Professional advice will help you get through tax maze

Digital transformation is not necessarily a quick and easy way to deal with HMRC
David Windram is Tax Manager, Murray Beith MurrayDavid Windram is Tax Manager, Murray Beith Murray
David Windram is Tax Manager, Murray Beith Murray

It’s often said rules are made to be broken, but what about charters? Much-loved by the business community, a charter outlines (amongst other things) an organisation’s mission and goals.

HMRC has a charter that it claims sits at the heart of what it does, setting out the standards of service and behaviours that customers should always expect. Rule- breakers usually face consequences, but that’s not necessarily the case for charter failures.

Hide Ad
Hide Ad

HMRC’s own Customer Experience Committee, in its most recent report, talks about positive steps to becoming more customer-focused and trumpets that it is more alert to customers’ needs and issues. However, the external Charter Stakeholder Group has a different slant on that year’s achievements, offering a sobering assessment of HMRC’s performance against eight charter standards.

Only three of the standards get pass marks with a further three scoring particularly poorly. Being responsive scores a miserable 2.3 out of 10, making things easy is not much better at 2.7 out of 10 and getting things right, one would have thought an essential requirement for taxpayers, 3.4 out of 10.

But is this a fair reflection for those dealing with HMRC on a regular basis? Unfortunately, I suspect so, although there needs to be some recognition of the pressures HMRC staff face. Such institutions are never going to be popular given the nature of what they do, but HMRC’s intentions are at least pointing in the right direction in theory, if not always in practice. Their scores haven’t turned them into a modern-day Sheriff of Nottingham, but they have in some way been hoisted by their own petard, as Shakespeare would put it, by their own charter.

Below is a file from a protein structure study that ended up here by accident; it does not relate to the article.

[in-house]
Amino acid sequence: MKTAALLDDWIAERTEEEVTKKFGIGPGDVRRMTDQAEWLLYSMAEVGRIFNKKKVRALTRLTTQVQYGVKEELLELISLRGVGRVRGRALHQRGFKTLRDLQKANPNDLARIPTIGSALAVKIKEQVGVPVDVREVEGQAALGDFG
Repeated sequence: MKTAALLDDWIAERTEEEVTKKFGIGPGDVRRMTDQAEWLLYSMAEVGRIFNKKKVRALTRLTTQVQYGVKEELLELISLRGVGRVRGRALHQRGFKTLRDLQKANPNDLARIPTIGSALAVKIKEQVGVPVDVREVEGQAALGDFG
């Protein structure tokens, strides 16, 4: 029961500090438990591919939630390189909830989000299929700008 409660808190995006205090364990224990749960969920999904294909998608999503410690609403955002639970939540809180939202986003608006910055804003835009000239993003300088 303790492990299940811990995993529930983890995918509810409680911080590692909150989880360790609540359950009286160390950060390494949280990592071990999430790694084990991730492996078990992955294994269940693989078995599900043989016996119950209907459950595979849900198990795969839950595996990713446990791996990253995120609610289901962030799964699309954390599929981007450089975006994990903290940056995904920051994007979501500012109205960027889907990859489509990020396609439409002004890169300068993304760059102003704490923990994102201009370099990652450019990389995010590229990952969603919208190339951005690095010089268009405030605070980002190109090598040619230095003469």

The key question is what can be done to improve matters and many within the organisation point to digital transformation as the panacea for all its ills. Making Tax Digital, a system of quarterly returns with a final declaration, was supposed to be introduced from this month for those earning more than £10,000 from self-employment or property letting. However, that plan was shelved by the government in December 2022 to give businesses and HMRC more time to prepare.

Relations with taxpayers and agents alike weren’t helped when HMRC announced earlier this year the closure of its self-assessment helpline for several months, only to reverse that decision 24 hours later after public and professional outcry.

The importance of occasionally being able to speak to someone cannot be overstated. Our own recent experiences provide ample evidence to support that with some clients turning to us for help when their returns to HMRC have been questioned. In one case, a client was being chased by a debt recovery firm despite the fact that HMRC had agreed the calculation was incorrect. Automated systems and processes devoid of human scrutiny can leave many feeling extremely vulnerable and put a strain on an agent’s relationship with a client when all parties understood an issue had been resolved.

In too many cases, stressed taxpayers, particularly the elderly, feel pressurised to settle and do so out of fear to put an end to the matter. The vast majority are happy to pay tax to fund public services, but they want to pay the correct amount. Disputes that drag on beyond acceptable turnaround times can have a devastating impact on those under the HMRC cosh. Trusted professional advice is vital to navigate the tax maze and provide assurance that your affairs are in order.